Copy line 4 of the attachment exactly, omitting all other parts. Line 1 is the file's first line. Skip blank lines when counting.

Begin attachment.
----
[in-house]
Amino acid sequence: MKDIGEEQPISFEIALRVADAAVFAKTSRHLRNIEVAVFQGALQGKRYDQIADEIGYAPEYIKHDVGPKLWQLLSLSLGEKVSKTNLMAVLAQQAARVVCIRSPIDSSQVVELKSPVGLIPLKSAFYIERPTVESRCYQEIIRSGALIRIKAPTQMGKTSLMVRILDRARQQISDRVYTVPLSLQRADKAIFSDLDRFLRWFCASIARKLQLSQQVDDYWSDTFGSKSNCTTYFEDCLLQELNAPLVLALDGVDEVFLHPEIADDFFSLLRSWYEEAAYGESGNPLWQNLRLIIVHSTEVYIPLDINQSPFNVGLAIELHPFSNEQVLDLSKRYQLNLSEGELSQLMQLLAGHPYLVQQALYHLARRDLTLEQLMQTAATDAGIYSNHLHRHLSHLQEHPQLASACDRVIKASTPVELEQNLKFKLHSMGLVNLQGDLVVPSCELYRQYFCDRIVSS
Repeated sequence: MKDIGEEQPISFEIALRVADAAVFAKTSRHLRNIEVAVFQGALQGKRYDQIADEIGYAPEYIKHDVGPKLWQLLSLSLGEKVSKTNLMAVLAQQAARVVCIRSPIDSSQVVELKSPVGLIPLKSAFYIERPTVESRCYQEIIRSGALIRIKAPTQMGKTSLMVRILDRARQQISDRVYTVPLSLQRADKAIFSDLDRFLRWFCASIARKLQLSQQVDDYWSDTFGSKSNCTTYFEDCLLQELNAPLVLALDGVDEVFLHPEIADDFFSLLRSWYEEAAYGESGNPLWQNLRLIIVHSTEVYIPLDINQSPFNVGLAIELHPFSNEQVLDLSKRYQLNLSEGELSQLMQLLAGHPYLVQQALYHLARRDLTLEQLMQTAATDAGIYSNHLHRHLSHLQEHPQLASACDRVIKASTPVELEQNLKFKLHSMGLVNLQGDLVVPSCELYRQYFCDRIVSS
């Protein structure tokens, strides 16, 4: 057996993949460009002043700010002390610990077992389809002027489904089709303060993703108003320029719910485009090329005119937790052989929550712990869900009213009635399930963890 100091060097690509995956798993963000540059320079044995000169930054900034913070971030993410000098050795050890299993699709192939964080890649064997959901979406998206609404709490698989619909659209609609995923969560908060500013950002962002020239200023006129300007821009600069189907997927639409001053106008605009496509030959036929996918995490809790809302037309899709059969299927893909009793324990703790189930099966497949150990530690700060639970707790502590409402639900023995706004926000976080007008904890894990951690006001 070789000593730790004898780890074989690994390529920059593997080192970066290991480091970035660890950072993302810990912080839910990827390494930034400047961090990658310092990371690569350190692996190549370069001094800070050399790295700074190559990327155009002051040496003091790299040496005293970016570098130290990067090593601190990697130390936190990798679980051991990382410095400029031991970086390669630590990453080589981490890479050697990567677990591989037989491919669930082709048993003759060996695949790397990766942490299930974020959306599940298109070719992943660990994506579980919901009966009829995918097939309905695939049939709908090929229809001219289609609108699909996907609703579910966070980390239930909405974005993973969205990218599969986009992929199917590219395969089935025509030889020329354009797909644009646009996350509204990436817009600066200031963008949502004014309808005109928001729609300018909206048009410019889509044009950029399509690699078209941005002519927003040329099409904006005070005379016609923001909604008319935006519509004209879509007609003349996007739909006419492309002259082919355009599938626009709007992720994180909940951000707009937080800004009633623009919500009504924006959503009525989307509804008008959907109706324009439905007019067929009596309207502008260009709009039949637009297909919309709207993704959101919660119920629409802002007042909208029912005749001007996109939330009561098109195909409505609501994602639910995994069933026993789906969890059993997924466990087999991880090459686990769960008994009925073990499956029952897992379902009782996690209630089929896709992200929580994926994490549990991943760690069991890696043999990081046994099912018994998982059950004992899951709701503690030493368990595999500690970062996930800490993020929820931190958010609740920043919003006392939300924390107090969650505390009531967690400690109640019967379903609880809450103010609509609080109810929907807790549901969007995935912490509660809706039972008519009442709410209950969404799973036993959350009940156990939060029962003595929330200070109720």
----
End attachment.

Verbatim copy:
């Protein structure tokens, strides 16, 4: 057996993949460009002043700010002390610990077992389809002027489904089709303060993703108003320029719910485009090329005119937790052989929550712990869900009213009635399930963890 100091060097690509995956798993963000540059320079044995000169930054900034913070971030993410000098050795050890299993699709192939964080890649064997959901979406998206609404709490698989619909659209609609995923969560908060500013950002962002020239200023006129300007821009600069189907997927639409001053106008605009496509030959036929996918995490809790809302037309899709059969299927893909009793324990703790189930099966497949150990530690700060639970707790502590409402639900023995706004926000976080007008904890894990951690006001 070789000593730790004898780890074989690994390529920059593997080192970066290991480091970035660890950072993302810990912080839910990827390494930034400047961090990658310092990371690569350190692996190549370069001094800070050399790295700074190559990327155009002051040496003091790299040496005293970016570098130290990067090593601190990697130390936190990798679980051991990382410095400029031991970086390669630590990453080589981490890479050697990567677990591989037989491919669930082709048993003759060996695949790397990766942490299930974020959306599940298109070719992943660990994506579980919901009966009829995918097939309905695939049939709908090929229809001219289609609108699909996907609703579910966070980390239930909405974005993973969205990218599969986009992929199917590219395969089935025509030889020329354009797909644009646009996350509204990436817009600066200031963008949502004014309808005109928001729609300018909206048009410019889509044009950029399509690699078209941005002519927003040329099409904006005070005379016609923001909604008319935006519509004209879509007609003349996007739909006419492309002259082919355009599938626009709007992720994180909940951000707009937080800004009633623009919500009504924006959503009525989307509804008008959907109706324009439905007019067929009596309207502008260009709009039949637009297909919309709207993704959101919660119920629409802002007042909208029912005749001007996109939330009561098109195909409505609501994602639910995994069933026993789906969890059993997924466990087999991880090459686990769960008994009925073990499956029952897992379902009782996690209630089929896709992200929580994926994490549990991943760690069991890696043999990081046994099912018994998982059950004992899951709701503690030493368990595999500690970062996930800490993020929820931190958010609740920043919003006392939300924390107090969650505390009531967690400690109640019967379903609880809450103010609509609080109810929907807790549901969007995935912490509660809706039972008519009442709410209950969404799973036993959350009940156990939060029962003595929330200070109720």